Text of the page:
On June 7, 1994 ... the victim related [to police investigators] she had been touched sexually by the defendant on several occasions and, on one occasion, the defendant had intercourse with her which was witnessed by the victim's nine-year-old sister.
* * * * * *
On June 28, 1994 ... the victim related [to a clinical psychologist] that the defendant penetrated her vagina with his fingers and penis.
* * * * * *
On July 18, 1994, both the victim and her sister were again evaluated and both provided statements that were "highly consistent" with their June 28, 1994, statements.
With applicable adjustments, this change resulted in a recommended base offense level of thirty rather than sixteen. Second, the PSR recommended that Burke be placed in criminal history category V. It listed fifteen prior convictions, resulting in twelve CHC points, plus about forty tribal court convictions that are not counted but may be considered in determining the adequacy of Burke's criminal history category under § 4A1.3(a). Based upon these changes, the PSR recommended a guidelines range of 151 to 188 months in prison, capped by the statutory maximum of 120 months.
Complying with the procedures prescribed in Fed. R. Crim. P. 32(b) (6) (B) and (C), Burke filed written objections to the PSR, and the probation officer filed a written response. Burke objected "to the facts" that state he committed sexual abuse; the probation officer replied that the investigative materials upon which he relied were "more probable, than not." Prior to sentencing, Burke also filed a "Position" pleading, as required by D. Minn. Local R. 83.10(e), stating that he "disputes any factual statement in the presentence investigation which supports a conclusion that sexual abuse as opposed to sexual contact occurred."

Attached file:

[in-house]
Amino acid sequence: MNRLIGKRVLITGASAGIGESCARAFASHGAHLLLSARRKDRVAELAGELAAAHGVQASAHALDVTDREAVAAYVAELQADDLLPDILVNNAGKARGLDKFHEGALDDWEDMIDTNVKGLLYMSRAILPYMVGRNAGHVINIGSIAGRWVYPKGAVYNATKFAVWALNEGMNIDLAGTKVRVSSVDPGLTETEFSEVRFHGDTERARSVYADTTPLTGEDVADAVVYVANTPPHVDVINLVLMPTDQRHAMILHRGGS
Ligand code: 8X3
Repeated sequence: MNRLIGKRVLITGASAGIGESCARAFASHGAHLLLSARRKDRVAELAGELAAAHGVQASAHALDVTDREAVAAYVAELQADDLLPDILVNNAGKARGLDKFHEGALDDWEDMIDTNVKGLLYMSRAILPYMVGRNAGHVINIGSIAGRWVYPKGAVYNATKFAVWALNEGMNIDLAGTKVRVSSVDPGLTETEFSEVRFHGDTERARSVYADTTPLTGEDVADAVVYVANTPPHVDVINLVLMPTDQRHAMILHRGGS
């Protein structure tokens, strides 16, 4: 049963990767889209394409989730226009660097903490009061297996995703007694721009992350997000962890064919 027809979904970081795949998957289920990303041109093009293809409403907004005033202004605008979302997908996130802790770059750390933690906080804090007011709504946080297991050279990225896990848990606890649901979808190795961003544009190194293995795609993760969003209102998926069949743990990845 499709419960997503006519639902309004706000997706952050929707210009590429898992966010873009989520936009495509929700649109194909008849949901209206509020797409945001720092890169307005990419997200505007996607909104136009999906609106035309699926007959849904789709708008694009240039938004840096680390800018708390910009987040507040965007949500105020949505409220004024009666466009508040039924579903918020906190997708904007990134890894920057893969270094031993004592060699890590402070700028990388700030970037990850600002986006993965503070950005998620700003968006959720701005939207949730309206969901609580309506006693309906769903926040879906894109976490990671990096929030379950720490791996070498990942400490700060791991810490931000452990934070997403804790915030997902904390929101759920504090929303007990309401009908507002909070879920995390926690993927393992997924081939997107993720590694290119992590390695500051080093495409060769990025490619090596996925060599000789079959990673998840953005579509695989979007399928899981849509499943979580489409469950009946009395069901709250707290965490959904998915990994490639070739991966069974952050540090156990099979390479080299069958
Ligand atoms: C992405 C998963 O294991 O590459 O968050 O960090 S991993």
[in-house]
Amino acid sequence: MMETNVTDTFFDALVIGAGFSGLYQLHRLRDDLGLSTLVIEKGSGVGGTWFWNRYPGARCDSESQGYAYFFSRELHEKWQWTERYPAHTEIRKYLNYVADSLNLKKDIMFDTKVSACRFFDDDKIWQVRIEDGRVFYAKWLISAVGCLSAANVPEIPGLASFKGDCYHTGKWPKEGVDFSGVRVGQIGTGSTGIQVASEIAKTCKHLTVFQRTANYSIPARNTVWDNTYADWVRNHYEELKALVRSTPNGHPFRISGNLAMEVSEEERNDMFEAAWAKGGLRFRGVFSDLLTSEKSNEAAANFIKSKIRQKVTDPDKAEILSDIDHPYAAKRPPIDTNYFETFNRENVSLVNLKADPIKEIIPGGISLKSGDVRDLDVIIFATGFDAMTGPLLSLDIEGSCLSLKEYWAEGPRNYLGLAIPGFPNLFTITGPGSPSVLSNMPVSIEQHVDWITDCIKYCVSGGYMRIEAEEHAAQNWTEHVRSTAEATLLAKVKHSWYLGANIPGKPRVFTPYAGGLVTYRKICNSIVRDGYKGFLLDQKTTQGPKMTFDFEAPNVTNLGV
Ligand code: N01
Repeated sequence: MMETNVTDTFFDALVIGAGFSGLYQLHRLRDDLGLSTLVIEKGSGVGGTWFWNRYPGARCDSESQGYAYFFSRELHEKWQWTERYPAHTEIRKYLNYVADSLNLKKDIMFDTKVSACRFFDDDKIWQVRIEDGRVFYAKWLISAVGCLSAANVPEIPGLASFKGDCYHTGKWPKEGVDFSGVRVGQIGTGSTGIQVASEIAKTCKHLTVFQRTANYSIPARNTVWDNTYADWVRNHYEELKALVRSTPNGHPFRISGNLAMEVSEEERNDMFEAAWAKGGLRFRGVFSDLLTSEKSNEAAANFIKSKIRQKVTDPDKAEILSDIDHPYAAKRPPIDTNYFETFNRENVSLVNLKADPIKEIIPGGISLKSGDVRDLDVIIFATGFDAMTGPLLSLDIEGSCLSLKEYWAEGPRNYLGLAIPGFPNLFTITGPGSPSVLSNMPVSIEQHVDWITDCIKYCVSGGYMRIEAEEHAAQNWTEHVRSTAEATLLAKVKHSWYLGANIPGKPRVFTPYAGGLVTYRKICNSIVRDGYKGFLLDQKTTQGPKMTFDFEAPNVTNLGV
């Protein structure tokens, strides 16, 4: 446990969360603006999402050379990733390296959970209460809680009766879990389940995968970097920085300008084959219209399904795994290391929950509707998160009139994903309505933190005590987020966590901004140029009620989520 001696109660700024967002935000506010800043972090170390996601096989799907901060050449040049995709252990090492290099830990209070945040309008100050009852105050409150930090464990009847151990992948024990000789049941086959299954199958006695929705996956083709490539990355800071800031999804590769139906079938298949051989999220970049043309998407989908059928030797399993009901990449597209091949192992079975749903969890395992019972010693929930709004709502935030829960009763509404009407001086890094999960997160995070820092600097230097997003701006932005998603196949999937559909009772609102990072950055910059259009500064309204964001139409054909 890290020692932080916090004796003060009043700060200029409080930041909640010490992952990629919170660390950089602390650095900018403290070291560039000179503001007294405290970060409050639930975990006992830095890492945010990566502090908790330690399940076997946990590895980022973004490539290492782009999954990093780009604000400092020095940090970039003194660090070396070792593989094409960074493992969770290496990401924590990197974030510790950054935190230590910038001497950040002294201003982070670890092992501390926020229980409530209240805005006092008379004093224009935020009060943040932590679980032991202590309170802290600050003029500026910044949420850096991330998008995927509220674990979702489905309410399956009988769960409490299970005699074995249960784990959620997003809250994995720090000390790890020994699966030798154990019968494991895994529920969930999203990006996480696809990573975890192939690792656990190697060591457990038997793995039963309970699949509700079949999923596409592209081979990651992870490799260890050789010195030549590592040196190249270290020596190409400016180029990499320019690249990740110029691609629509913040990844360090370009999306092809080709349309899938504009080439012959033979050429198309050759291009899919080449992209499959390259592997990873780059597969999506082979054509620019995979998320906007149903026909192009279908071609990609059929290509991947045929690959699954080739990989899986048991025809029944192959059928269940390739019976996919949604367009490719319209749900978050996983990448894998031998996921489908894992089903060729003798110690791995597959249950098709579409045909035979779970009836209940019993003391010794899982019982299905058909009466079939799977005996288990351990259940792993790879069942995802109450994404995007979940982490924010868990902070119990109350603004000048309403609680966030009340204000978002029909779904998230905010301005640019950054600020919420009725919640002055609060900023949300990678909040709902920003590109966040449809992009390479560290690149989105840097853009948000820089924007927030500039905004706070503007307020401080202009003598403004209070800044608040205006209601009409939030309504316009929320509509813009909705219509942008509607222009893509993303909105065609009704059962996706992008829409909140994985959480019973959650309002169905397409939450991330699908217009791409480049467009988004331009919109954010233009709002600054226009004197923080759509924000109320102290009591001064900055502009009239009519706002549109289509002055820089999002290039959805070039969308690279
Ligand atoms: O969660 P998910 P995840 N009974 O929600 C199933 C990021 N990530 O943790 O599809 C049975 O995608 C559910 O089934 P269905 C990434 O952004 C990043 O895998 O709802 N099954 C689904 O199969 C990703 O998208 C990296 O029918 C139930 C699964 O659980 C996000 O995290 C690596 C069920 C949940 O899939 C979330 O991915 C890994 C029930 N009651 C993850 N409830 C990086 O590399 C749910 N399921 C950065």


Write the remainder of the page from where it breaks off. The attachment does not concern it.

At sentencing, the government announced its support of the probation officer's recommendations. However, the prosecutor offered no evidence in support of the disputed fact statements in the PSR, and failed to correct the district court when it mistakenly stated that no objection had been made to the "factual aspect" of the presentence investigation. Based upon this erroneous view of Burke's objections, the district court adopted the PSR finding of sexual abuse, calculated Burke's base offense level under § 2A3.1(a), determined a sentencing range of 140 to 175 months, and sentenced him to the statutory maximum of 120 months in prison plus three years supervised release.
On appeal, Burke argues that he objected to the PSR's factual assertions that he sexually abused the victim, and the government offered no evidence at sentencing in support of the challenged assertions. Therefore, the district court's critical finding of sexual abuse must be set aside because:
[O]nce a defendant objects to the presentence report, the court must either make a finding as to whether the disputed fact exists or state that it will not take the disputed fact into account. If the sentencing court chooses to make a finding with respect to the disputed facts, it must do so on the basis of evidence, and not the presentence report.